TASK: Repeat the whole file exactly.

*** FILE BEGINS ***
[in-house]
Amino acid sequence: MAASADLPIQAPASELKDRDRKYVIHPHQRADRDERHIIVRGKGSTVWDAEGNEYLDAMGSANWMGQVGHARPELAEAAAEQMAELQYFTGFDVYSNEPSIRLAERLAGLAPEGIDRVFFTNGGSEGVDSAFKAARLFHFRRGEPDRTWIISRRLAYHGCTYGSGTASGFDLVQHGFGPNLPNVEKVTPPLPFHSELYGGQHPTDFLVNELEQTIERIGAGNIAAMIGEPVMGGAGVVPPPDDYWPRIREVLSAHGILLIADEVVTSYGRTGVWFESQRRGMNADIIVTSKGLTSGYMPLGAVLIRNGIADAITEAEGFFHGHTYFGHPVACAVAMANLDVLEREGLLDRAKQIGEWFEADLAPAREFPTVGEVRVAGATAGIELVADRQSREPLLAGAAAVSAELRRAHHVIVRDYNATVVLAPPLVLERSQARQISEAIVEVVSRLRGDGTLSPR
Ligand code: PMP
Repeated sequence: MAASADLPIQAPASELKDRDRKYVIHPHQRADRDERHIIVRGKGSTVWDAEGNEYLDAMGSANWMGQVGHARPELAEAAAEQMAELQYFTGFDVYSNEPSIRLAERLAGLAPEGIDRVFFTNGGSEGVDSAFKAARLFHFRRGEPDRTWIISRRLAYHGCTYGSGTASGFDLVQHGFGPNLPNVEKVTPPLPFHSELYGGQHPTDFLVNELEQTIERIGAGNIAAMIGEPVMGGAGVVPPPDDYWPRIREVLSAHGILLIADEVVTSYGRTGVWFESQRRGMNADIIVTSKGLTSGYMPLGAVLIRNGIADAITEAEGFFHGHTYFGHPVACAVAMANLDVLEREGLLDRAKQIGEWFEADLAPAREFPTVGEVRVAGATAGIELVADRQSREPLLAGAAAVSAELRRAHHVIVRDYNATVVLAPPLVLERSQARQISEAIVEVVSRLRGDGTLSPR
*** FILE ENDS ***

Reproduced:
[in-house]
Amino acid sequence: MAASADLPIQAPASELKDRDRKYVIHPHQRADRDERHIIVRGKGSTVWDAEGNEYLDAMGSANWMGQVGHARPELAEAAAEQMAELQYFTGFDVYSNEPSIRLAERLAGLAPEGIDRVFFTNGGSEGVDSAFKAARLFHFRRGEPDRTWIISRRLAYHGCTYGSGTASGFDLVQHGFGPNLPNVEKVTPPLPFHSELYGGQHPTDFLVNELEQTIERIGAGNIAAMIGEPVMGGAGVVPPPDDYWPRIREVLSAHGILLIADEVVTSYGRTGVWFESQRRGMNADIIVTSKGLTSGYMPLGAVLIRNGIADAITEAEGFFHGHTYFGHPVACAVAMANLDVLEREGLLDRAKQIGEWFEADLAPAREFPTVGEVRVAGATAGIELVADRQSREPLLAGAAAVSAELRRAHHVIVRDYNATVVLAPPLVLERSQARQISEAIVEVVSRLRGDGTLSPR
Ligand code: PMP
Repeated sequence: MAASADLPIQAPASELKDRDRKYVIHPHQRADRDERHIIVRGKGSTVWDAEGNEYLDAMGSANWMGQVGHARPELAEAAAEQMAELQYFTGFDVYSNEPSIRLAERLAGLAPEGIDRVFFTNGGSEGVDSAFKAARLFHFRRGEPDRTWIISRRLAYHGCTYGSGTASGFDLVQHGFGPNLPNVEKVTPPLPFHSELYGGQHPTDFLVNELEQTIERIGAGNIAAMIGEPVMGGAGVVPPPDDYWPRIREVLSAHGILLIADEVVTSYGRTGVWFESQRRGMNADIIVTSKGLTSGYMPLGAVLIRNGIADAITEAEGFFHGHTYFGHPVACAVAMANLDVLEREGLLDRAKQIGEWFEADLAPAREFPTVGEVRVAGATAGIELVADRQSREPLLAGAAAVSAELRRAHHVIVRDYNATVVLAPPLVLERSQARQISEAIVEVVSRLRGDGTLSPR